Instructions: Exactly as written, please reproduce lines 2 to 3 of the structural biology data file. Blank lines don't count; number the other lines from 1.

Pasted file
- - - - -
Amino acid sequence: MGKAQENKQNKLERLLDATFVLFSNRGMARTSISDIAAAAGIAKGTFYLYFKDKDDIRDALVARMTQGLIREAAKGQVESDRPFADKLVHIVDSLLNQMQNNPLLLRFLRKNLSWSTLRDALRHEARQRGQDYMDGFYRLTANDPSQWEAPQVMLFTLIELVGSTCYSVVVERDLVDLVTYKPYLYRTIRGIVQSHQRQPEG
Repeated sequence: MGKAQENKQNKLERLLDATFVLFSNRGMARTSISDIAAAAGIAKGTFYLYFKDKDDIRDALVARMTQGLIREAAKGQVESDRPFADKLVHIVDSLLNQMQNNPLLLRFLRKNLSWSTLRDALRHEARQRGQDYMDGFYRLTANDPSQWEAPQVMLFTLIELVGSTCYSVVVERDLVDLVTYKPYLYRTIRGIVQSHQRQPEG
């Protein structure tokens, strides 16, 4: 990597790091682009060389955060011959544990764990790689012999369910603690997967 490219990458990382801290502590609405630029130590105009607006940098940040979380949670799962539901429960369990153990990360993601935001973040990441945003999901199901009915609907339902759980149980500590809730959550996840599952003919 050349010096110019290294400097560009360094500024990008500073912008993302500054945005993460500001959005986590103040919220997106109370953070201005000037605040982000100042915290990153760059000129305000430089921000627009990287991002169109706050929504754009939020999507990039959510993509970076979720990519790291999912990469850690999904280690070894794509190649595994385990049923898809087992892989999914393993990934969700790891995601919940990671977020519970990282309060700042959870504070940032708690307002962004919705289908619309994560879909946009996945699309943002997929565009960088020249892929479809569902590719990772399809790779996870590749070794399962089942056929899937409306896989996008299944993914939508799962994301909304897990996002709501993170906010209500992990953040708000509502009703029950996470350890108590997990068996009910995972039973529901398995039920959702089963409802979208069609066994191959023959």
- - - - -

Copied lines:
Repeated sequence: MGKAQENKQNKLERLLDATFVLFSNRGMARTSISDIAAAAGIAKGTFYLYFKDKDDIRDALVARMTQGLIREAAKGQVESDRPFADKLVHIVDSLLNQMQNNPLLLRFLRKNLSWSTLRDALRHEARQRGQDYMDGFYRLTANDPSQWEAPQVMLFTLIELVGSTCYSVVVERDLVDLVTYKPYLYRTIRGIVQSHQRQPEG
């Protein structure tokens, strides 16, 4: 990597790091682009060389955060011959544990764990790689012999369910603690997967 490219990458990382801290502590609405630029130590105009607006940098940040979380949670799962539901429960369990153990990360993601935001973040990441945003999901199901009915609907339902759980149980500590809730959550996840599952003919 050349010096110019290294400097560009360094500024990008500073912008993302500054945005993460500001959005986590103040919220997106109370953070201005000037605040982000100042915290990153760059000129305000430089921000627009990287991002169109706050929504754009939020999507990039959510993509970076979720990519790291999912990469850690999904280690070894794509190649595994385990049923898809087992892989999914393993990934969700790891995601919940990671977020519970990282309060700042959870504070940032708690307002962004919705289908619309994560879909946009996945699309943002997929565009960088020249892929479809569902590719990772399809790779996870590749070794399962089942056929899937409306896989996008299944993914939508799962994301909304897990996002709501993170906010209500992990953040708000509502009703029950996470350890108590997990068996009910995972039973529901398995039920959702089963409802979208069609066994191959023959």